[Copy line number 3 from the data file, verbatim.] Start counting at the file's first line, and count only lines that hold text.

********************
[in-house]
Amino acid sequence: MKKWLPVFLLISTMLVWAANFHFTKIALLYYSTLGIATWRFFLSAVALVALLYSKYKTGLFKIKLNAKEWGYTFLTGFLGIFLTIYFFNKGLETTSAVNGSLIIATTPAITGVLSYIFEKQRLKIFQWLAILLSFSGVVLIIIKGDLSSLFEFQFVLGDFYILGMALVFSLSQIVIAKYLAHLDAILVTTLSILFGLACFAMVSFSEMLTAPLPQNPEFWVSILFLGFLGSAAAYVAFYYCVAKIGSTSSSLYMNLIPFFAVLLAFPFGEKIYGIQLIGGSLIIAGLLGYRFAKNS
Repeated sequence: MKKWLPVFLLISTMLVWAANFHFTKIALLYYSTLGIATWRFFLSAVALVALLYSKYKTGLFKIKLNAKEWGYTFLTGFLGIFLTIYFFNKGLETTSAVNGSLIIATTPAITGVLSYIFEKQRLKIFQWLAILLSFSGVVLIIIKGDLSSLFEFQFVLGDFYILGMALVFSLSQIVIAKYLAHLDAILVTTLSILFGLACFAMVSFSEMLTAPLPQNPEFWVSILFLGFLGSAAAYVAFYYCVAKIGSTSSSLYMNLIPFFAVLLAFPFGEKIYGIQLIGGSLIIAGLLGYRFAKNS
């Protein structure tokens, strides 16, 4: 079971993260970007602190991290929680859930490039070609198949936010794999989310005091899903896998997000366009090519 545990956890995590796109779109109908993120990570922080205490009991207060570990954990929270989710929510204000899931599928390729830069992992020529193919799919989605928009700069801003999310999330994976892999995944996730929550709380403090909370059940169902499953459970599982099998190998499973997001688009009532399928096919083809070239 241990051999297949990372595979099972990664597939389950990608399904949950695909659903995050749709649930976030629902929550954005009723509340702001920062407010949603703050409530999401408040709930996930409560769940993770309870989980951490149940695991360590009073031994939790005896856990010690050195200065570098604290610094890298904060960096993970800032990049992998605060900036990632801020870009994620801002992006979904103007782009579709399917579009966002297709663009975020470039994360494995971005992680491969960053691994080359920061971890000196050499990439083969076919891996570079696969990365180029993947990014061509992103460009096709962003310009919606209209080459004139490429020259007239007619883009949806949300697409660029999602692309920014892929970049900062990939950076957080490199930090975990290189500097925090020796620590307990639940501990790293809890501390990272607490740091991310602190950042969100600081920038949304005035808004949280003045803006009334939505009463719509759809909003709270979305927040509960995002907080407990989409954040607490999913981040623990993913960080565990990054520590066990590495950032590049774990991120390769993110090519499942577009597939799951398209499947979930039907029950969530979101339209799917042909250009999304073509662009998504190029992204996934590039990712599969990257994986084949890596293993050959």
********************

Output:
Repeated sequence: MKKWLPVFLLISTMLVWAANFHFTKIALLYYSTLGIATWRFFLSAVALVALLYSKYKTGLFKIKLNAKEWGYTFLTGFLGIFLTIYFFNKGLETTSAVNGSLIIATTPAITGVLSYIFEKQRLKIFQWLAILLSFSGVVLIIIKGDLSSLFEFQFVLGDFYILGMALVFSLSQIVIAKYLAHLDAILVTTLSILFGLACFAMVSFSEMLTAPLPQNPEFWVSILFLGFLGSAAAYVAFYYCVAKIGSTSSSLYMNLIPFFAVLLAFPFGEKIYGIQLIGGSLIIAGLLGYRFAKNS